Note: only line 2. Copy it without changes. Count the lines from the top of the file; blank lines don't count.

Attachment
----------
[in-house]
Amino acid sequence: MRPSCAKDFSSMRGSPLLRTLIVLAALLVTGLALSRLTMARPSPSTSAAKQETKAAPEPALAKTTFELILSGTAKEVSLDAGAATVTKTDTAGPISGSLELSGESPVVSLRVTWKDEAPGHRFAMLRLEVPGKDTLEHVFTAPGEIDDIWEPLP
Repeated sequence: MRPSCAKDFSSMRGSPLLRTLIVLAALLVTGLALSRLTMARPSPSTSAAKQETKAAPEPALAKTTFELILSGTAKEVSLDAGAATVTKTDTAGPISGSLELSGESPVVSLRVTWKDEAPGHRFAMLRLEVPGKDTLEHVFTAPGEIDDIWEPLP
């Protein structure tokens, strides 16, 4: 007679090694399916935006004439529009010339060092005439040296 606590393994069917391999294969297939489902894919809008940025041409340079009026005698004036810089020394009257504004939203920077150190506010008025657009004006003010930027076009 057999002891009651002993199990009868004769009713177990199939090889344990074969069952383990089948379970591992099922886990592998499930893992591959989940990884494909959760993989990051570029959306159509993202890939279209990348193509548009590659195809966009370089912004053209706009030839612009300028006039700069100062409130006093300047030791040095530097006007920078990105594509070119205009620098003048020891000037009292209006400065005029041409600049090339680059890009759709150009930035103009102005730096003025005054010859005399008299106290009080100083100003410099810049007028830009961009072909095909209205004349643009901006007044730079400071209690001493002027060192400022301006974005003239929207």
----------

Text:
Amino acid sequence: MRPSCAKDFSSMRGSPLLRTLIVLAALLVTGLALSRLTMARPSPSTSAAKQETKAAPEPALAKTTFELILSGTAKEVSLDAGAATVTKTDTAGPISGSLELSGESPVVSLRVTWKDEAPGHRFAMLRLEVPGKDTLEHVFTAPGEIDDIWEPLP